Salvation, Justification, and Sanctification

“Whoever claims to live in him must live as Jesus did.” – 1 John 2:6

Not “should”, but “must,” or else you betray that you’re not in Him at all (1 John 2:3-5).

Im going to try and be as precise as I can here because it’s getting into some deep doctrinal waters, but listen: we must not reduce salvation to merely our justification.

To be justified before God means that God no longer sees us as guilty of our sin, but as innocent of all the wrong we’ve ever done. This is made possible by the sacrifice of Jesus’ perfect life in our place for the sins we’ve committed. And it is made effectual by our repenting of our sin and placing our hope and faith for salvation in the work of Christ alone.

Justification happens at and marks the beginning of our salvation, but it does not mark the end of salvation’s daily transformative work in our lives.

For example, sanctification. Sanctification is the process of being conformed more and more into the image of Jesus. It means we become more like Him. Slowly, over time, as we learn more of Him and commune with Him, we begin to take on His posture, His attitudes, His behaviors and characteristics, all in increasing measure. This is all wrought by the Holy Spirit who indwells us (2 Corinthians 3:18-19). In fact, this transformation is the very thing God saved you for (Romans 8:29).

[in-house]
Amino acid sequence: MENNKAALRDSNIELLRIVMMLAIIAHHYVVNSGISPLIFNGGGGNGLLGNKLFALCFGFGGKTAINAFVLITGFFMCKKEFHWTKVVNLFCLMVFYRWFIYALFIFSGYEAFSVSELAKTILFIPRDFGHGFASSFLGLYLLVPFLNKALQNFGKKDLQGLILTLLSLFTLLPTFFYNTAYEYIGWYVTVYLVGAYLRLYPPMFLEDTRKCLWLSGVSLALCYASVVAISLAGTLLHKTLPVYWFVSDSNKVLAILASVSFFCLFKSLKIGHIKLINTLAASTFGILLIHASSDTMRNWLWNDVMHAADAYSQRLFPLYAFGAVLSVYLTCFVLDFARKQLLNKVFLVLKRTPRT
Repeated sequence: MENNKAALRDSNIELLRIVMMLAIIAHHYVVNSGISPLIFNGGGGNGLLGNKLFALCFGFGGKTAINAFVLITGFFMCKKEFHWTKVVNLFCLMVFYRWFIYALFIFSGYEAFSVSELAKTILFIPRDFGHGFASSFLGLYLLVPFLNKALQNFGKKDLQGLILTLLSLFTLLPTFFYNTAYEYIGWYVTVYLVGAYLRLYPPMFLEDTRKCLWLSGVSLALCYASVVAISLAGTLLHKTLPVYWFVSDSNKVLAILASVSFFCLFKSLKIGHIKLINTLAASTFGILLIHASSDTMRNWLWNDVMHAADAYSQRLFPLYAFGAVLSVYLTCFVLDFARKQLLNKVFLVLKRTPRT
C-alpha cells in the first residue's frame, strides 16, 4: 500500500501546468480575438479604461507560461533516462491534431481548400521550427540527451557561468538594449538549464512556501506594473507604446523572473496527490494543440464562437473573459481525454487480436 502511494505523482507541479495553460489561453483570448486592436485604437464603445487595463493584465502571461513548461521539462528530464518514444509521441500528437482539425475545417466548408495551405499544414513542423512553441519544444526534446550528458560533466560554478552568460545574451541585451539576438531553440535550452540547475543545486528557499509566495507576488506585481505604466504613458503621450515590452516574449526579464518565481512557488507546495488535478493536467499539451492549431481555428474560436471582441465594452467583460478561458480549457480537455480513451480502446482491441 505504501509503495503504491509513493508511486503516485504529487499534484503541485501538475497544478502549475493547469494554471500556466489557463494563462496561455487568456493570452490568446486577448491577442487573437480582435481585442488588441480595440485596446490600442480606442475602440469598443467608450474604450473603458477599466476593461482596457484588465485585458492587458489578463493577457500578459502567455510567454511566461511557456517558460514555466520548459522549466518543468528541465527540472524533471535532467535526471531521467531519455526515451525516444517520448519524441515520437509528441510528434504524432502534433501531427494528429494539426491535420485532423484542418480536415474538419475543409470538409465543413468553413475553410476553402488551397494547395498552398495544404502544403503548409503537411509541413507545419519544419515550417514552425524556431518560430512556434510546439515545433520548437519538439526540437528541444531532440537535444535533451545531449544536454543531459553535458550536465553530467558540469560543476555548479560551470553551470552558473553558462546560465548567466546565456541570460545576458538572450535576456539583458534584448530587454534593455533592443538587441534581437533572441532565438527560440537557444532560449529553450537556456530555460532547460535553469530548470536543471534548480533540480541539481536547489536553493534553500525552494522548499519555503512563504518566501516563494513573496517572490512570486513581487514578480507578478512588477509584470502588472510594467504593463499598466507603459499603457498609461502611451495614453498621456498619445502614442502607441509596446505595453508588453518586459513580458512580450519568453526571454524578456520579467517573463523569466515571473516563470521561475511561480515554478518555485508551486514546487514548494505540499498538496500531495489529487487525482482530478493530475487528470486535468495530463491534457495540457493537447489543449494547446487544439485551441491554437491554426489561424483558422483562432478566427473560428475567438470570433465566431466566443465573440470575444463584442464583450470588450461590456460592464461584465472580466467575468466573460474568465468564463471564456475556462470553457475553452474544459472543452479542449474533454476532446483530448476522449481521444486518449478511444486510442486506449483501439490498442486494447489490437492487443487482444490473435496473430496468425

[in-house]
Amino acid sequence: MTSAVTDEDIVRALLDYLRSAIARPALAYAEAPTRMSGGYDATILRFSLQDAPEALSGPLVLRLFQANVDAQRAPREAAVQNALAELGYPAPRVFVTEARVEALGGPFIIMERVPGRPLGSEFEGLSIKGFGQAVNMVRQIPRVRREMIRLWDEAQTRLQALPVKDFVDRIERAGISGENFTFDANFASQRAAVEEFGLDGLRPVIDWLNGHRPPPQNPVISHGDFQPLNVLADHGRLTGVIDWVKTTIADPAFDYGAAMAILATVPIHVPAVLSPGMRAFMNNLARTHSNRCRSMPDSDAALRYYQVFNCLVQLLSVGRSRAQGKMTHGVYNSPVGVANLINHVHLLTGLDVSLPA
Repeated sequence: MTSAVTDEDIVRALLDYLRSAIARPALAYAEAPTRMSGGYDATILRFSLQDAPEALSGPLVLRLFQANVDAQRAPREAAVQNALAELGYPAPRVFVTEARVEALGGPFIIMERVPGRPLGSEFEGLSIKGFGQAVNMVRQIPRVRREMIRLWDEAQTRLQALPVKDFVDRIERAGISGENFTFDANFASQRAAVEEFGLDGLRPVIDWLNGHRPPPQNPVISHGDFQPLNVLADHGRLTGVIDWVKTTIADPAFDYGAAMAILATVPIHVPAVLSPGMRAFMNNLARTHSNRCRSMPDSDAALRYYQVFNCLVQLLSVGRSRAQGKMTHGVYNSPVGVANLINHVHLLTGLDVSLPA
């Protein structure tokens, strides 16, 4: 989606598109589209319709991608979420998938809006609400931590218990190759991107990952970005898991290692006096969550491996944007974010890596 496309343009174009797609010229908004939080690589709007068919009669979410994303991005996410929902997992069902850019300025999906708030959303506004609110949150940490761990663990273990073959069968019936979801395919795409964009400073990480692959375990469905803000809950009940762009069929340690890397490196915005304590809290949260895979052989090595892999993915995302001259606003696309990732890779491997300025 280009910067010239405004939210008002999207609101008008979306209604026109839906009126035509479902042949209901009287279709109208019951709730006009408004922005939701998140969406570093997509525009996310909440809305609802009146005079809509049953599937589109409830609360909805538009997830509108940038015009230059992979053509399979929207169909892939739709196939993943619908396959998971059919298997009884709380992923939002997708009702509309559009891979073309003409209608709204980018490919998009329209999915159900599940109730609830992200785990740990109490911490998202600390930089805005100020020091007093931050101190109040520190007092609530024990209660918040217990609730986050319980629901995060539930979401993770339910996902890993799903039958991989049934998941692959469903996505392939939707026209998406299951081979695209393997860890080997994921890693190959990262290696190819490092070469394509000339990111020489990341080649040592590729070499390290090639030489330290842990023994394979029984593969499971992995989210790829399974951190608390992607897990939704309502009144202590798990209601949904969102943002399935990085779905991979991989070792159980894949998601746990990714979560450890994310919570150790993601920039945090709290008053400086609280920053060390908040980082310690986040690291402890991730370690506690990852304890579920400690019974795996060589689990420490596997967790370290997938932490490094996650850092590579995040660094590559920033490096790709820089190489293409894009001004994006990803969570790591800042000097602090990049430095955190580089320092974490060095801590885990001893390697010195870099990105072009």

So a lack of sanctification in your life betrays a lack of understanding about what salvation actually is. Salvation, in the fullness of how the Bible speaks of it, is something that happens in a moment, is maintained and worked out in various ways throughout our lives, and is ultimately brought to completion at the end of our lives, provided we stay firm until the end (Hebrews 3:14).

Our soteriology (what we believe about salvation) greatly affects our entire lives. If we view the goal of our salvation as merely just getting us into heaven, or merely just escaping hell, then we may run the risk of concentrating only on conversions and ignore the necessity of discipleship , which our Lord claimed to be essential in addition to faith (John 8:31-32).

But if we understand that salvation is a holistic, all-of-life experience, that the Gospel is something that we “have received, in which we stand, and in which we are being saved” (1 Corinthians 15:1-2), then we’ll be more theologically and doctrinally urged to pursue this kind of transformation and lifestyle that the beloved Apostle said “must” be true of our lives, and the necessity of sanctification won’t sound so strange to us, but will be welcomed and understood to be the very goal of the Christian life.

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